We find the 1976 assignment offers no support for the position of appellant, Chicago Partners, with regard to the recapture fund. The 1976 instrument is clearly limited by its express language to the transfer from Builders to Chicago Partners of the former's interest in and to the water main agreement and escrow. We agree with the trial judge that the execution of an express assignment to transfer this after-acquired intangible tends to support the appellee's position that without such an express assignment, no transfer of the highway recapture fund was intended by the parties.

The third document relied on by the appellant is the revision agreement dated January 28, 1977, which reorganized the limited partnership after the chapter XII petition was filed. Therein, Builders assigned all its "claims" to Chicago Partners. This assignment was executed after the statement of affairs filed in the bankruptcy proceeding, after the statement which omitted the recapture fund from the list of Chicago Partners' assets. The circuit court judge determined that the absence of express language transferring the recapture fund in either the 1974, 1976, or 1977 assignment tended to support the ownership of the future payments by Builders. We believe such a rule would cast doubt on the efficacy of every general assignment, an instrument of considerable utility. Of course, every assignment must sufficiently identify the goods assigned (Associated Metals & Minerals Corp. v. Isletmeleri), as the parties must intend to accomplish an assignment. Intent may be reflected by the written instruments executed by the parties as well as from surrounding circumstances. (Kramer v. McDonald's System, Inc. (1978), 61 Ill. App.3d 947, 378 N.E.2d 522.) Both the 1974 and 1977 instruments contain language of sufficient breadth to include the recapture payments, but while evidence of surrounding circumstances heard in the court below was more than sufficient to cast doubt on the scope of the sweeping assignment of 1974, no similar evidence in the record casts doubt on the scope of the 1977 assignment. We believe the 1977 revision agreement assigned the future recapture payments to Chicago Partners, the same entity obliged by contract to improve Route 53. *fn2 Since the future payments are not the property of Builders, the judgment creditor can have no direct interest by way of garnishment in the payments. (Harris v. Valen Construction Co. (1964), 49 Ill. App.2d 265, 200 N.E.2d 70; Sobina v. Busby (1965), 62 Ill. App.2d 1, 210 N.E.2d 769.) The payments are not subject to satisfying the Heritage judgment against Builders.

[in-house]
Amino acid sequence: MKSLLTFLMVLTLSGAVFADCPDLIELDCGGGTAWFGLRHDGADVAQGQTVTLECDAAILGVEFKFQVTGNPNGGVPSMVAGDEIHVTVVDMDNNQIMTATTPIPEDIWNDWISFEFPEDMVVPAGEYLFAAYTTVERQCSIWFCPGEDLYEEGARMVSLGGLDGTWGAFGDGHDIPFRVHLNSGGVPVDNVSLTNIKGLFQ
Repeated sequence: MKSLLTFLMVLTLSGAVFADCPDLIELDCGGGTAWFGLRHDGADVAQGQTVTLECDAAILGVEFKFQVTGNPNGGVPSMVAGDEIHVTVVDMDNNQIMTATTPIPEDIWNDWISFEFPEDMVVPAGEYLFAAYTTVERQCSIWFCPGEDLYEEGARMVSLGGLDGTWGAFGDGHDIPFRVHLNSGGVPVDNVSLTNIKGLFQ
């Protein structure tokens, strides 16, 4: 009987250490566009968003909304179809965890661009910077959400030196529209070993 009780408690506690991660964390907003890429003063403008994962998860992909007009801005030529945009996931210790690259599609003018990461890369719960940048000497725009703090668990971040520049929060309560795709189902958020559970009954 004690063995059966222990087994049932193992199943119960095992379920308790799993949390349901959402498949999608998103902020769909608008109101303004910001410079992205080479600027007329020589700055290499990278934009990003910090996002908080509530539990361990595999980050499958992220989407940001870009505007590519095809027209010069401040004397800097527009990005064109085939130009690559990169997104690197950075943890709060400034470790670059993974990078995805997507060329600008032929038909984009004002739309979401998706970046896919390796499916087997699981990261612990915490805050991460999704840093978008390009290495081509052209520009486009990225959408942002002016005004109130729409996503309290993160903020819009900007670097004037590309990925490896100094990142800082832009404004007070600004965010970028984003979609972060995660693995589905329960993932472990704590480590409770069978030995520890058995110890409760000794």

In respect to the water main escrow, our search of the record fails to reveal any finding or order by the circuit court which determines whether these escrowed funds are subject to the Heritage garnishment. We decline to make such a determination in the first instance. On remand, the parties may seek a finding from the circuit judge regarding these escrowed funds.

For the reasons set forth, and in reliance on the authorities cited, this matter is reversed and remanded to the Circuit Court of Will County for further proceedings not inconsistent with the views expressed herein.

Reversed and remanded.

ALLOY and STOUDER, JJ., concur.